Well, we need to take a further step back because my question to non-ELA teachers is this: what skills exactly do you need of your students in the areas of reading, writing, listening, and speaking? Or, let's focus just on reading and writing. And, I put it to you again, what exactly do you need them to do? Yes, you need them to read the word problems and take the time to read them. There's no special strategy for that though you could practice a variation on a close reading strategy to see if that helps because you need to help them understand the importance of content area fluency and comprehension which isn't just an ELA thing but a human being thing.

You need them to write in complete sentences and, because you're not an ELA teacher, you're not comfortable being the grammar and mechanics police. Well, if they're in middle school or high school, they should know better; however, if they have time and opportunity, they could do a quick check of their work using Grammarly. What I don't like about this kind of a tool is that they don't learn what they did right and what they need to learn how to correct.

There could be ways for students to keep track of what's corrected by Grammarly and, perhaps, in collaboration with the ELA teachers in your building find a way to create a writing workshop time or study hall. It would have to be by choice. Depending on your classroom and technology situations, there are ways way to gather this information so ELA teachers will have more targeted information and, perhaps, find ways to bring non-ELA texts into their classrooms.

As a matter of fact, that is one of my favorite things. Maybe every two weeks, the students work from their math, science, social studies, or other texts in their non-ELA classes. They use those texts for their independent reading. Wigs kids out a bit, which is fun for the teacher for a little while, but also reinforces that reading and writing skills are important. Period.

I think finding the time isn't an issue, not really. I think figuring out how to create assignments or think about student work is how and where language arts skills practice and development can be reasonably integrated into any other content area.

If you are looking for more concrete resources, you might check out Reading Non-Fiction: Notice & Note Stances, Signposts, and Strategies by Drs. Kylene Beers and Robert Probst. They quite literally wrote the book on the subject.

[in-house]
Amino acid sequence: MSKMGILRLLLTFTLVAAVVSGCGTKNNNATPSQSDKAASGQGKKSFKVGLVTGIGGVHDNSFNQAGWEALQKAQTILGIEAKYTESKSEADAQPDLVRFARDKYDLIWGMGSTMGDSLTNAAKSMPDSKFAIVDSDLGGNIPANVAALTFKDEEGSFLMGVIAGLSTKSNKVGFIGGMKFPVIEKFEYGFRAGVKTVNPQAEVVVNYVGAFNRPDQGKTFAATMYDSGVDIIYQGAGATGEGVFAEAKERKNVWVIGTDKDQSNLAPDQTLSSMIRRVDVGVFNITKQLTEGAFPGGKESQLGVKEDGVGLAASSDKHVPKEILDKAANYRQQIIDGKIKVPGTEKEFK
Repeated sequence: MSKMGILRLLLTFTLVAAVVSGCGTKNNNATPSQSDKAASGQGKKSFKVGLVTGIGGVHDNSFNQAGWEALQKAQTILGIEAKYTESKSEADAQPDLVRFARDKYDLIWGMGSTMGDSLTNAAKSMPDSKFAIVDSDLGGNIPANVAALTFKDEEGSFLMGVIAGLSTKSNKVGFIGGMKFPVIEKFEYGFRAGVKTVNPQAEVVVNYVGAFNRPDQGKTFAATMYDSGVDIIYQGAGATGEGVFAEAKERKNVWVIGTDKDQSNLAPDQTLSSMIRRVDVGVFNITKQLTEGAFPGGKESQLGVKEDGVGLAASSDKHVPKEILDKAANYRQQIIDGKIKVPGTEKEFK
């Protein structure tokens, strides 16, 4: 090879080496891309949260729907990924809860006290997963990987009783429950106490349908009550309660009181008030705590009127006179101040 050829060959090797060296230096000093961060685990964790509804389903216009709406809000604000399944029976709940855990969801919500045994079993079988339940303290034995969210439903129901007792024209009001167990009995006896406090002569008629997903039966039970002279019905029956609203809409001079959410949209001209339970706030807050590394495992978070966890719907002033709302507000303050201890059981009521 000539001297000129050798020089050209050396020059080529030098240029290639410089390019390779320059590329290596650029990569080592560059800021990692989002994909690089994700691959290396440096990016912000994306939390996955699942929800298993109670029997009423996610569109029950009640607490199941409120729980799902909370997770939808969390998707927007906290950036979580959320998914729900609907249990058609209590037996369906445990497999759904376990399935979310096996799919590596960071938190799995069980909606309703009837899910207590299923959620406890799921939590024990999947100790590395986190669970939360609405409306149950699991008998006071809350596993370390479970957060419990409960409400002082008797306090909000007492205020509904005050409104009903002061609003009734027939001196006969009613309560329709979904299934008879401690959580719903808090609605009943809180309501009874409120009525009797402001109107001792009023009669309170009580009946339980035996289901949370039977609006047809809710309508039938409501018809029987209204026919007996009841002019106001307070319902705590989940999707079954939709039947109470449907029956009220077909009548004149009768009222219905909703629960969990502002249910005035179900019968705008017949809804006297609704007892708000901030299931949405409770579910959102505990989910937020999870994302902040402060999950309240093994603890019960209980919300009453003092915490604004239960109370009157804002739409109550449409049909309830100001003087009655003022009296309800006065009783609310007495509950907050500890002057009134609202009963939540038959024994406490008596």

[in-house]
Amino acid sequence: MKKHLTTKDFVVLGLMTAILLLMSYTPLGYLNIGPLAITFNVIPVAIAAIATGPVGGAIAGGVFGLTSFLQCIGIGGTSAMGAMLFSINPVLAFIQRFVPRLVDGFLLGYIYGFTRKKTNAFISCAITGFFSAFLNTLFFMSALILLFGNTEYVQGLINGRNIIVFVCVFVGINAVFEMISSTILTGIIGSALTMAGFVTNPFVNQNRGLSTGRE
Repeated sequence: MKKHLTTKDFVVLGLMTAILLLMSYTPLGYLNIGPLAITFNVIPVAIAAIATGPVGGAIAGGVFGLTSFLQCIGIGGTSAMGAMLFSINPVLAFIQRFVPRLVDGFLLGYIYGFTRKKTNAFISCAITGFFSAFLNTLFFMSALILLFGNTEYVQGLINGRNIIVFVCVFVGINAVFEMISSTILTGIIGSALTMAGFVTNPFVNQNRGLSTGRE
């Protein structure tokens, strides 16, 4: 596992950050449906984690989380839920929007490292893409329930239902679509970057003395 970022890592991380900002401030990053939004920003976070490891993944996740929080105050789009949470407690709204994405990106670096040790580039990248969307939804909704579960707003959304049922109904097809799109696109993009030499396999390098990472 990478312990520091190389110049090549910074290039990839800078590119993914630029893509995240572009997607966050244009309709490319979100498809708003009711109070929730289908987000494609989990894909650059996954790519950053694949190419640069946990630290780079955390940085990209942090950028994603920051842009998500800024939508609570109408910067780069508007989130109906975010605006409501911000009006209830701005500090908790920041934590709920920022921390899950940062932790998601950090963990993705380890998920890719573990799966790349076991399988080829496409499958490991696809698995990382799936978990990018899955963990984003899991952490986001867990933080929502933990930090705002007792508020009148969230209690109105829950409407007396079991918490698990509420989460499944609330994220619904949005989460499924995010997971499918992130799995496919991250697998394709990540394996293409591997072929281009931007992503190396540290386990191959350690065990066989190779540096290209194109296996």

You might also watch this video focusing on teaching non-fiction, which is a significant clarification about "non-fiction" and what it is.

As you continue to think about language arts skills in content areas, it can be easy to be dismissive or distracted by so many resources that seem geared towards elementary classrooms. For example, in an Edutopia article published first in 2010 and then updated in 2014, some of the strategies might seem inappropriate for AP Physics or Math III or even high school social studies classes.

But here's the thing: you don't have to do those exact strategies. For example, the "stop and jot" strategy is one that is often overcomplicated, in my opinion. Sure, you might use some sort of a graphic organizer or worksheet for younger students, but for older students--middle school and up--just have them write in their journals or wherever. They write for 1 minute or 30 seconds or 42.3 seconds or whatever and they write to secure what they've just been hearing. Maybe they end up jotting down two things they remember and a question. Great! We like questions because questions help us know what kids are really getting, what they're really understanding, what they're thinking about, what kinds of connections they're making.

By having them write down what is essentially a learning summary, they are creating a hook to what they've heard and what they're retaining. They are creating what could become a framework for study and review.

Can you build on that? Sure. Use Wheeldecide or some other approach--craft sticks with a student's name on each stick works--to pull a random name or two. Don't belabor it, but doing a quick check also helps ensure that most students stay focused. And by chunking it with lecture or discussion or reading, and then a "stop and jot" periodically, students are more likely to be able to sustain and retain.

Here's another thing. You can start your chunking by talking and them jotting every, say, 7 minutes. Do that for a week or so. Then chunk for about 10 minutes, then let them jot. After a couple of weeks, chunk to about 12 minutes, then let them jot. I honestly wouldn't go much further than that just for retention and comprehension purposes, but by slowly extending the amount of time they go between jots, you are also helping them build stamina. Sneaky, huh?

So are some of these suggestions hacking learning? Or just some recommendations for helping students learn? You decide, and teach on.